Therewith is my lesson.

The moment I learnt my place I lost fear of the odds against me.

I choose to walk and stay where I am strong and safe, after all, elephants don’t fly but rule the ground and choppers rule the sky.

So, I have the power when I am grounded. I am not afraid. I have lost fear of fear.

#brokenbutnotafraid

#iamphindelasson

Listen carefully to the toxins

A toxin is an organic poison — it’s made by plants and animals. Toxins make people sick. If your appendix bursts, toxins are released into your blood stream. Also breathing in a toxin like ricin will make you very ill.                                                                                               Toxin definition courtesy of http://www.vocabulary.com

I have since learnt a good lesson. 

I thought to share it with us today. 

In the life I have lived I have come to learn that not everyone will run the race with you. There are those who have no intention to run but will stop you from running. Life.

In the same sphere there are those who will whisper honey into you but secretly connect a poisonous drip into your system. That’s life.

I have learnt to listen to words very carefully and usually let my slow processor digest before I respond. In listening to words I have learnt a number of lessons and I list them below.

1. Listen carefully to what people say to you and about you when they are angry or emotional. It is the real picture of what they think of you. When you hear only derogatory and degrading terms thrown at you in disagreement, listen carefully. That is what that person perceives of you.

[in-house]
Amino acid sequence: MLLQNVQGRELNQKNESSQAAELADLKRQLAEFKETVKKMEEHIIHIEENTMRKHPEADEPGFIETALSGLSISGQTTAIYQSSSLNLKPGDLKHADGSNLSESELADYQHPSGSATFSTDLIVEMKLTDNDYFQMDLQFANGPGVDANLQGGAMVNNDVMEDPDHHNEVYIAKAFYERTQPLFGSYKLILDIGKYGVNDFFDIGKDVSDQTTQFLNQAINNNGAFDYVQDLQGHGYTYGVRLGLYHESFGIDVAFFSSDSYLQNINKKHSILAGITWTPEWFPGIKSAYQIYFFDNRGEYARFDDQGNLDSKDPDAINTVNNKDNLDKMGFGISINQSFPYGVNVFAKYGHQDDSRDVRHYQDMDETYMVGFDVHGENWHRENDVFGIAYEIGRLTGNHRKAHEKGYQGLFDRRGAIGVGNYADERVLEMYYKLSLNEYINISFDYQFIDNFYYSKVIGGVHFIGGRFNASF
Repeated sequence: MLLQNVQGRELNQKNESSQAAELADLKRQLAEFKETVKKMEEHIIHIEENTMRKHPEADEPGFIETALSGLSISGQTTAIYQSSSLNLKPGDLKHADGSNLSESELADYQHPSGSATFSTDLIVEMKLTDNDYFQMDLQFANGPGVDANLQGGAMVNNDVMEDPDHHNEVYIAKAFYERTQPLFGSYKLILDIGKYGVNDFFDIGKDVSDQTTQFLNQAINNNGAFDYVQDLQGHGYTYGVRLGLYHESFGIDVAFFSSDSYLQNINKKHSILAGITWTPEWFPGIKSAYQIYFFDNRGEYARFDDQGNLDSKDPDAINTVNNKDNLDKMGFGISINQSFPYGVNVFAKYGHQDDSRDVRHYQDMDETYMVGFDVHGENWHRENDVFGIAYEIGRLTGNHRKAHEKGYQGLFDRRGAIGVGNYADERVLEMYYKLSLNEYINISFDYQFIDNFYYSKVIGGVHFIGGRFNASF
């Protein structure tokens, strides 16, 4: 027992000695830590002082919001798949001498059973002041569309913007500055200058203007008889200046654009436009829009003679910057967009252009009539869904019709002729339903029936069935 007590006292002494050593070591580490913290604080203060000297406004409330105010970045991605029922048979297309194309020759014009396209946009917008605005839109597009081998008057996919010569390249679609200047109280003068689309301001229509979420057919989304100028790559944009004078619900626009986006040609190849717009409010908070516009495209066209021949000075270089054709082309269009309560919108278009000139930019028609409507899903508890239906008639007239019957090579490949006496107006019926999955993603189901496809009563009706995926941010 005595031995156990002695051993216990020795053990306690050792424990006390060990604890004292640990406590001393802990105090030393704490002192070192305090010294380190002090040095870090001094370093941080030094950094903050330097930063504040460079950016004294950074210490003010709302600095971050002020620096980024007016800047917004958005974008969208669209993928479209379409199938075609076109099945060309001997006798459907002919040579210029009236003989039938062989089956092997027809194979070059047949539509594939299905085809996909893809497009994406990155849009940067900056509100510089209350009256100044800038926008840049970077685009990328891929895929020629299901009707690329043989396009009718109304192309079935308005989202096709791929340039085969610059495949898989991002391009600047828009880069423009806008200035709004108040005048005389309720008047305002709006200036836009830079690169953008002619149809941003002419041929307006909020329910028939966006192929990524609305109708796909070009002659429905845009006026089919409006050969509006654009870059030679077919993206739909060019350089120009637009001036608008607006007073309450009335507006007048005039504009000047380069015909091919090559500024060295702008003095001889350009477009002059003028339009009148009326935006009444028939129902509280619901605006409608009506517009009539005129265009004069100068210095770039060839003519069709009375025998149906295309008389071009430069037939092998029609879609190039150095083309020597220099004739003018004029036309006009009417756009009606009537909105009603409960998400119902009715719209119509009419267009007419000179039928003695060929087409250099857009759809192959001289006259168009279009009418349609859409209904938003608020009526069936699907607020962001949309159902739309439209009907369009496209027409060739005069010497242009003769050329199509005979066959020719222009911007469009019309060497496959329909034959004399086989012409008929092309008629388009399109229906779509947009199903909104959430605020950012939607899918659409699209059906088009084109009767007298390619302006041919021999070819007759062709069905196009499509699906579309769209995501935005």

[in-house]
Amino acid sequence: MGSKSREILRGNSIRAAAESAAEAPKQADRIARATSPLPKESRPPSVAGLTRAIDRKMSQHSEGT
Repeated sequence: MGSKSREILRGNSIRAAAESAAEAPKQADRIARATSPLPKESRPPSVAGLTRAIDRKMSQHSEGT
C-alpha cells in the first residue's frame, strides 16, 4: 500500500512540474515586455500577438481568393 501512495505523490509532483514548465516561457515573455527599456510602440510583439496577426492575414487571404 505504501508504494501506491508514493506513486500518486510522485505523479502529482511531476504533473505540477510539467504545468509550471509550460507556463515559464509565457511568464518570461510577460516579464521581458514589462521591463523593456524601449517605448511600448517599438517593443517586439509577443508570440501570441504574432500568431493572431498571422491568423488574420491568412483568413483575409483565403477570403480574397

2. My English teacher at high school used to tell us that anger is a state of temporary madness. In anger people lose restraint. The same restraint they apply when whispering sweet nothings in the throes of NSFW 18 activities. So to me what you say to me when you are not in control of your emotions portrays the real picture of your perception of me.

3. Toxins are not poisonous if not ingested. I have learnt not to let poisonous people pass their toxins to me. As long as they keep their toxins to their system I am safe. The same way I am safe if I do not let a black mamba bite me and thus inject its venom into me. The mamba can keep on living….. As long as it does not entertain the idea of introducing me to its venom..

4. Toxins are safe in their place. I have learnt to know my place. My place means I will not allow the toxins to come my way. That way I am safe. Smell the toxins but never inhale them.

The next time toxins rain towards you do not listen to reply. Listen to the toxins. They will tell you more about the person and what they perceive of you.

That wisdom will help you decide where to walk and whom to walk with…

#toxicfree